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BMS Braces for Tell-All Book by Abilify Whistleblower

In January, Andy Behrman's non-disclosure agreement with Bristol-Myers Squibb expires. This will leave Behrman free to market his new book, Adventures in the Drug Trade: I Was a Big Pharma Pusher. Behrman is best known as the author of Electroboy, the 2002 account of his years spent trying to treat his bipolar disorder with electroshock therapy.

andy_behrman.jpgHe later became a professional patient for BMS, and toured the country giving talks about Abilify, the schizophrenia drug that Behrman was taking off-label in order to quell his bipolar demons. Behrman says:

To have a behind-the-scenes look at their marketing techniques was more shocking than anything I've ever experienced.
Well, maybe. It will certainly be interesting to get Behrman's take on the $515 million settlement that BMS was forced into by federal prosecutors after the company was caught marketing the drug illegally for pediatric use and dementia-related psychosis. Here's more background on the content of the book. And here's Behrman's own take on his experience with Abilify (he hated it, which doesn't bode well for BMS...).

But the PR folks at BMS need not spoil their New Year's Eve celebrations by stressing over Behrman's impending book (even though Matt Damon and Brad Pitt's production companies have been looking at possibly turning the tale into a movie). The fact is that tell-all tomes by ex-drug reps have not fared very well in the marketplace. Here's a selection of memoirs by ex-drug company employees. The one thing they all have in common? None of them were huge hits:

  • Jamie Reidy, Hard Sell; The Evolution of a Viagra Salesman This is a very funny book and a must-read for anyone ever employed by Pfizer, especially if you were a sales rep. Reidy claimed he sold the rights to the movie of the book (and it apparently has a production company attached), but the film has yet to appear.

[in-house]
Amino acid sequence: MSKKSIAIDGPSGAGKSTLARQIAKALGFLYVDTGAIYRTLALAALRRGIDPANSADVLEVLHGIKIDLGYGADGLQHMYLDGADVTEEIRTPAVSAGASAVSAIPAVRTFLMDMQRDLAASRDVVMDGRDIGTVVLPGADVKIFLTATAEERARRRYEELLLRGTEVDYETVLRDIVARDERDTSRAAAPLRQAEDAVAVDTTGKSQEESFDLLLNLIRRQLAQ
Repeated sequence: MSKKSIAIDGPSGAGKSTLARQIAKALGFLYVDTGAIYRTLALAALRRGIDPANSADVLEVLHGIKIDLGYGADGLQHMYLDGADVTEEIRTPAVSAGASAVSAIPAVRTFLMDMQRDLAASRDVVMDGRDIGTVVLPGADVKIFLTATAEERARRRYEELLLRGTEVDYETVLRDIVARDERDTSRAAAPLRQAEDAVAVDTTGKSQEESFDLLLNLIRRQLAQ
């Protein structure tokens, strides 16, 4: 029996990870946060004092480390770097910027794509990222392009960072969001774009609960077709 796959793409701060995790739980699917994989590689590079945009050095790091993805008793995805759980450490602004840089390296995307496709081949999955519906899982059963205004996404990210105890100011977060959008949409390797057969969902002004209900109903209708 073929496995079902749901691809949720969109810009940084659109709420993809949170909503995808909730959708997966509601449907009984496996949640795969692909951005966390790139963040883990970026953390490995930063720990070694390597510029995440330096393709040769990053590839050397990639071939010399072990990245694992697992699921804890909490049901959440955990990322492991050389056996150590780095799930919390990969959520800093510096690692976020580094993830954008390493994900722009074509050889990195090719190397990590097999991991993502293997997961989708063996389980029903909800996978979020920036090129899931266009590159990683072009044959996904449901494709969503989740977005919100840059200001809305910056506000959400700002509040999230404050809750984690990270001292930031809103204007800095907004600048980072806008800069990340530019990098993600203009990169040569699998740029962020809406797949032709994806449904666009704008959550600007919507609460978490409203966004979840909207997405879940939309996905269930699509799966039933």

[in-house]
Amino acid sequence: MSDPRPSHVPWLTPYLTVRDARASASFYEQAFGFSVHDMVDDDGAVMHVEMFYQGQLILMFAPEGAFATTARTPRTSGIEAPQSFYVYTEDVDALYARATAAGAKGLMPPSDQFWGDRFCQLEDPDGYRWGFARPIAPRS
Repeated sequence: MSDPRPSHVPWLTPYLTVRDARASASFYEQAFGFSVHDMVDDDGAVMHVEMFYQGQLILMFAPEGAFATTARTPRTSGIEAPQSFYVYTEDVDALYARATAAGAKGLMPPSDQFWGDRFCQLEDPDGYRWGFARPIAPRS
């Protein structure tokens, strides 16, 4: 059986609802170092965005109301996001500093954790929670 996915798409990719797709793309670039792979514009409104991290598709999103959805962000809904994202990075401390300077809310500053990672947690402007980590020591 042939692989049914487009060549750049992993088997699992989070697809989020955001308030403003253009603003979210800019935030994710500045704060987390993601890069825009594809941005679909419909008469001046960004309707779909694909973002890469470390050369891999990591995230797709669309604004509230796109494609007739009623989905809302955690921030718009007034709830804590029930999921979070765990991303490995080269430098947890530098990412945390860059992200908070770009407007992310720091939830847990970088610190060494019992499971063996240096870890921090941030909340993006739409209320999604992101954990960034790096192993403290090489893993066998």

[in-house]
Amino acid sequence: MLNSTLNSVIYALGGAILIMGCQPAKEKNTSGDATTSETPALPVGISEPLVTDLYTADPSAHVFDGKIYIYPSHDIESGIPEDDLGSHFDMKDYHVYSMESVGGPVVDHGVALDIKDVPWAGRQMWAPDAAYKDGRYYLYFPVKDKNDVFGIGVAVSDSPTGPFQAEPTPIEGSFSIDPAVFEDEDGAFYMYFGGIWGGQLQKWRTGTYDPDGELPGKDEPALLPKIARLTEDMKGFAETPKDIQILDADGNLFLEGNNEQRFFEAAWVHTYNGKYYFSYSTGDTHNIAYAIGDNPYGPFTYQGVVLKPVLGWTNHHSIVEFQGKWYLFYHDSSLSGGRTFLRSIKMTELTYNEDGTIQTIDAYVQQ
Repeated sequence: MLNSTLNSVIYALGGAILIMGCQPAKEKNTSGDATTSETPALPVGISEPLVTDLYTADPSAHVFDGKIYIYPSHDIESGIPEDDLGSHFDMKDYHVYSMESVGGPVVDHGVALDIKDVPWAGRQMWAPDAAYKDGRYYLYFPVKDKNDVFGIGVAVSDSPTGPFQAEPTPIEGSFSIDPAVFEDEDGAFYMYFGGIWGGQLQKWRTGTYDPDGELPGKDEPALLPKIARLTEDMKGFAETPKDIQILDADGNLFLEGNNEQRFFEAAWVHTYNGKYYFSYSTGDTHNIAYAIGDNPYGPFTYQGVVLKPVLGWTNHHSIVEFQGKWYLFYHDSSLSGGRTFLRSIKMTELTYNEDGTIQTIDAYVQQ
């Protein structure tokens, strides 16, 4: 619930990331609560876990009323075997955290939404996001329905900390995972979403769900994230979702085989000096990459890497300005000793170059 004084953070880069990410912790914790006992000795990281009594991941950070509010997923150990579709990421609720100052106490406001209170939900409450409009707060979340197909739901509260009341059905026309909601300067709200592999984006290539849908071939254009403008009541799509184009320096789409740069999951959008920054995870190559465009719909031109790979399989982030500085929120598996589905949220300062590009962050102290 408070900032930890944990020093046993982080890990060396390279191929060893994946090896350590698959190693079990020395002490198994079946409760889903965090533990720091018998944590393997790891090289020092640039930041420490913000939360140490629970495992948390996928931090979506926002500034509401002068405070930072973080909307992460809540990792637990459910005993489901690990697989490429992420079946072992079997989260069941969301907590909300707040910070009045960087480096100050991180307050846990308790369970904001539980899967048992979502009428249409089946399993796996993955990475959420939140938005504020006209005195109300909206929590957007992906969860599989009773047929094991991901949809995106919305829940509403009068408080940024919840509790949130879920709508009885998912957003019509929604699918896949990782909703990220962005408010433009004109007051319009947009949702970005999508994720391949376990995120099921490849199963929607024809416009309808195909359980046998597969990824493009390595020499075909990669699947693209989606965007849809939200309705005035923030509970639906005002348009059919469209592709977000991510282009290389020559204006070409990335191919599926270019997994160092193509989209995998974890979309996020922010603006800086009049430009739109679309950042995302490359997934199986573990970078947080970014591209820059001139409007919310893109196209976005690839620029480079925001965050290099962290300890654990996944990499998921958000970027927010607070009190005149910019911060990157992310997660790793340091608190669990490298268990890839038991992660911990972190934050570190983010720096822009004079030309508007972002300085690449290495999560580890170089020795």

• Kathryn Slattery-Moschkau, Side Effects, a movie starring Katherine Heigl This ex-Bristol-Myers Squibb and Johnson & Johnson rep had the good luck to cast Heigl before she became famous in her indy movie Side Effects. The conceit of the film is that Heigl is a terrrible sales rep until she decides to simply tell doctors the truth about the drugs she's selling. At that point, she succeeds beyond her wildest dreams and no longer wants to leave the industry she came to hate. The movie was terrible, and no one saw it.
  • Gwen Olsen, Confessions of an Rx Drug Pusher; God's Call to Loving Arms The strangest of the bunch: This ex-Johnson & Johnson and BMS rep has essentially the same story as Reidy and Moschkau: entered the drug biz as a rep, became alienated by all the lying. Saw the light. Olsen's twist is a religious one. She has a couple of YouTube videos on her site where she talks in relatively nuanced detail about exactly what she did as a rep and how she spun doctors around questions about side effects.
  • Peter Rost, The Whistleblower; Confessions of a Healthcare Hitman The former Pfizer vp's tale of how he was fired by Big Blue after complaining that the company was marketing human growth hormone to anti-aging quacks. A fascinating account if you're interested in the internal machinations of big companies who are subject to qui tam suits, but the mass reading public largely yawned at its publication.
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